Heels down or heels up?

A Facebook discussion going on about whether you should have your heels down or up for dancing tango made me decide to tell my pain-to-no-pain story about why I changed my technique to using my heels on the floor for Argentine Tango.

When I started dancing tango in 1995, no one told us what to do with our heels. Many of the teachers who came through were men who focused on teaching combinations of fancy steps. Although I was studying and taking notes every workshop I took, I have no notes on what to do with my feet from those first few years, except for Luciana Valle's advice to "lick the floor with your feet" which focused on articulating your step, but we seemed to mostly practice it walking forward, so again, I had few notes on how to walk backwards.

My first few visits to Buenos Aires in 1999-2001, I spent a few months dancing and trying different techniques.  I studied with Tete and Silvia, Omar Vega, Chicho Frumboli, Gustavo and Giselle, Luciana Valle, Jose Garafolo, Chiche and Marta, the Puglieses, Graciela Gonzalez, and Oscar Mandagaran. As usual, no two teachers said exactly the same thing, as many of them danced different styles. I ended up with a lot of material to teach in terms of patterns and steps, but no clear path in terms of walking technique.

Dancing in the milongas, I learned to get my heels down, so that I didn't spike other people, and so that I had better balance. This helped cut down on the toe pain and lower back pain that I got when dancing for long periods of time. However, I didn't really start changing my technique until I brought Oscar Mandagaran and Georgina Vargas to Portland and Eugene, Oregon, for workshops in 2008.

I started my private lessons with them telling them all the things in their technique that I wasn't going to do (not a very flexible student!). They patiently took their time to explain WHY they did each thing that I had been told not to do, and to dance it with me.

One of the things they changed about my dance was how I used my feet. They had me articulate through my foot, using natural walking movement, so that I was not tensing my foot, or popping up on my heels, or rolling out, but rather moving efficiently. When you walk backwards in "real life," you roll over your heel, letting your toes relax off the floor. Not only does this give you better balance and less work for each step, it allows you to really MOVE when you step, in a much more powerful way than pushing off your poor toes.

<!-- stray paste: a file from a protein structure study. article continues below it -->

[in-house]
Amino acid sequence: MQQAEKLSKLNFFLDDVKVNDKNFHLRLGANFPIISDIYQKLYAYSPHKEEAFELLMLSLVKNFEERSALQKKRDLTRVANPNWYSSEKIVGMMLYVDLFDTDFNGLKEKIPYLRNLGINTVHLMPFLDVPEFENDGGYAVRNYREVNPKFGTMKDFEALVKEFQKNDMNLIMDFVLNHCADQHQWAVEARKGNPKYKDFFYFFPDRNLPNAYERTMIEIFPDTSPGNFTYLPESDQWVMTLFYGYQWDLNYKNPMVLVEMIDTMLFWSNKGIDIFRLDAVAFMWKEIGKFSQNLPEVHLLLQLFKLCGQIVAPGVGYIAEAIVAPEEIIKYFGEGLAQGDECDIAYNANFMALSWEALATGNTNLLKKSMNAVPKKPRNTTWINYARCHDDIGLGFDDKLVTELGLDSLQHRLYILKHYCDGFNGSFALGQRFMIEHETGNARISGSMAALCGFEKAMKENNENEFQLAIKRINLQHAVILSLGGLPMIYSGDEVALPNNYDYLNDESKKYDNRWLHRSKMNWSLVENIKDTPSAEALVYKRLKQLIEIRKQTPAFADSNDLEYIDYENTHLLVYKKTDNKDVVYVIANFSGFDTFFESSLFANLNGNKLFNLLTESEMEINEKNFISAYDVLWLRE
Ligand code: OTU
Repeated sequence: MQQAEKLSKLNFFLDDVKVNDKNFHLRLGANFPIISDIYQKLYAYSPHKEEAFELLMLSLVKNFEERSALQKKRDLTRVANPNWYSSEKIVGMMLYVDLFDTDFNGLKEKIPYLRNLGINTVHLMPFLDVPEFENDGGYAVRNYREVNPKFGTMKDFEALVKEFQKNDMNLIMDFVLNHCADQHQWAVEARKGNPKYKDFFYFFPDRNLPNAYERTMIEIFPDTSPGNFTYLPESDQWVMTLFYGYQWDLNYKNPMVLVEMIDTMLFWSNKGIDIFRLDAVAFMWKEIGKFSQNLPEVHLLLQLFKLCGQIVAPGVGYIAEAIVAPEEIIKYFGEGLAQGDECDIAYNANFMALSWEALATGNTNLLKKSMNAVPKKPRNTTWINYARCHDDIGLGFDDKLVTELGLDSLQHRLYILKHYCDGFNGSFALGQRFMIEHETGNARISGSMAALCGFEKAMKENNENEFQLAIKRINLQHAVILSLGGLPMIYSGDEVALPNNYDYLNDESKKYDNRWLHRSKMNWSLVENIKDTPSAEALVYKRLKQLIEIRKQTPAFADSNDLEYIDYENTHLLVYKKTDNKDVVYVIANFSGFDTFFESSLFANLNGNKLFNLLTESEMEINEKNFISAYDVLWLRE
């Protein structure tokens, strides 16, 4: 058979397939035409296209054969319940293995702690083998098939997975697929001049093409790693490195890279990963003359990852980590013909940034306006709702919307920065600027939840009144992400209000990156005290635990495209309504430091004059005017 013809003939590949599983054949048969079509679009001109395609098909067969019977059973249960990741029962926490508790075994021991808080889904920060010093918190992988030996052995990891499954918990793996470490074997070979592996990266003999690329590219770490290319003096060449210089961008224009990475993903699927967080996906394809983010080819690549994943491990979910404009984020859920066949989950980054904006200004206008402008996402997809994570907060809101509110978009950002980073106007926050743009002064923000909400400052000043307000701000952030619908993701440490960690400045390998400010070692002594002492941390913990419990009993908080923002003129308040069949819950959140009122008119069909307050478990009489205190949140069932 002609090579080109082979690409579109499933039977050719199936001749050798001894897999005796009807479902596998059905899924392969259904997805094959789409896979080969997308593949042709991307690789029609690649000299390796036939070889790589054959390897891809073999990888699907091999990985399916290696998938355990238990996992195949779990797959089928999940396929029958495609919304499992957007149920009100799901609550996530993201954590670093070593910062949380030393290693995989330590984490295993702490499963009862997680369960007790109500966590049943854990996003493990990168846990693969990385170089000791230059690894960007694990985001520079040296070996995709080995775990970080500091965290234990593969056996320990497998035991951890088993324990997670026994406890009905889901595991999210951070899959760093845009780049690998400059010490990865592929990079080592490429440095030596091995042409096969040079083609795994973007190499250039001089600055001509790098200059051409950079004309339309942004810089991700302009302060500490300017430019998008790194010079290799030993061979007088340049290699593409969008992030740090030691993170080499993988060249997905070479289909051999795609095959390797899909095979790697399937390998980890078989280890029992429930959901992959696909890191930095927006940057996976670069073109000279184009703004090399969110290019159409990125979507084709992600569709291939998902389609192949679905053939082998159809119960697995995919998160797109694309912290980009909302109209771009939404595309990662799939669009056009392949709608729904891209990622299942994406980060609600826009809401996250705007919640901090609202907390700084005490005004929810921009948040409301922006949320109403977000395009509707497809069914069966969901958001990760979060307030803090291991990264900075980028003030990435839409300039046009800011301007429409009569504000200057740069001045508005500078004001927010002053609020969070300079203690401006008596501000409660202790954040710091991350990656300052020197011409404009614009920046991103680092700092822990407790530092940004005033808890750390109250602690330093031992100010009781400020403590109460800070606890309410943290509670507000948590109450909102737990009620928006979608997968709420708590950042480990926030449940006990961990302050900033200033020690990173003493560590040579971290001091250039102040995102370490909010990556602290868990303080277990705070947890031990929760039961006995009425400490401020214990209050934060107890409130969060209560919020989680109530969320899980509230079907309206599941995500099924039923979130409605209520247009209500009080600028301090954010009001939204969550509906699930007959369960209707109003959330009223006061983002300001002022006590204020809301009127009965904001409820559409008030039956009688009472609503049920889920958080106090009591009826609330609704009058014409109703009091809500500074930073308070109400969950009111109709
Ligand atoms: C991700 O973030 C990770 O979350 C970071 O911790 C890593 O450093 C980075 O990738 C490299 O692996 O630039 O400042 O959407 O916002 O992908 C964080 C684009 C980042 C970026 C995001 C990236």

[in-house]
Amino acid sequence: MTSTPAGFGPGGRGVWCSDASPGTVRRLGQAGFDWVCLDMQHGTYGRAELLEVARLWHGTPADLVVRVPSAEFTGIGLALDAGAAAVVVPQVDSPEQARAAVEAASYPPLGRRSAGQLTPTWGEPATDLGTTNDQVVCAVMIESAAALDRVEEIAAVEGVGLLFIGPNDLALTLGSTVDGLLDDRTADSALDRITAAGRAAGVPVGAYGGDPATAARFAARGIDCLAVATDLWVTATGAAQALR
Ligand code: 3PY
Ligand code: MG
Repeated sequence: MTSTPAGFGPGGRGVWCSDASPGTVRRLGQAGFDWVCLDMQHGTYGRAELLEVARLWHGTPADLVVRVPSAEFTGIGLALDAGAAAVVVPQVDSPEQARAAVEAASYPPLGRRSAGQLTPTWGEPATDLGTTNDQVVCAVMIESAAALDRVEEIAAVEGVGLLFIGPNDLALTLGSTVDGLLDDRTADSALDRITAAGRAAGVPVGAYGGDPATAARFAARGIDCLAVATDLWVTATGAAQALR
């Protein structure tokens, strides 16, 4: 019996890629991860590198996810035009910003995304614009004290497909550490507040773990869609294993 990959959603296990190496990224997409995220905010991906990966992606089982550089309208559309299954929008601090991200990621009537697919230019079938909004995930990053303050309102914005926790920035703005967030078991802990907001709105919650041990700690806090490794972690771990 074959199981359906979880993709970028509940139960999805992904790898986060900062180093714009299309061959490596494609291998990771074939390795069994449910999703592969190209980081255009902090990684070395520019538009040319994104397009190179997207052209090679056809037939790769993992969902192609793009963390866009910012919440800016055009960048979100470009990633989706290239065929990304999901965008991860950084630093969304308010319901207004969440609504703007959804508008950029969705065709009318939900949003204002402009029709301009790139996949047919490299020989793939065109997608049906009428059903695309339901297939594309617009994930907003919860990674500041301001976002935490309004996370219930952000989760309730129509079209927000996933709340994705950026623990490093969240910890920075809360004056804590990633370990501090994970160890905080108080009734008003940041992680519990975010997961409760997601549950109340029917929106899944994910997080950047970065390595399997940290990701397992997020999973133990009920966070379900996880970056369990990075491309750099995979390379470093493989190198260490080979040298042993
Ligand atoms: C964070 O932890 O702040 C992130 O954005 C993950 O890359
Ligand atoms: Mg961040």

This new approach to walking removed my foot pain on the dance floor: I can now work an 8-hour teaching day and end up with tired, but not painful, feet. When I dance at the milongas, my feet hold up better than the rest of me: I go home because I am sleepy, not sore!

Another benefit to rolling through my heels and working my feet correctly was that people immediately commented on how much better my technique looked. Now when I go dancing in Buenos Aires, women touch me on the arm on the way back to my seat, and say, "Pretty feet!" and "Who is your teacher?"

 It took a grueling six months to start to retool my dance after dancing tango on a daily basis for thirteen years, but it was worth it! I constantly try to improve my dance, and study with Oscar and Georgina as much as possible, so that I can teach the technique as clearly as possible.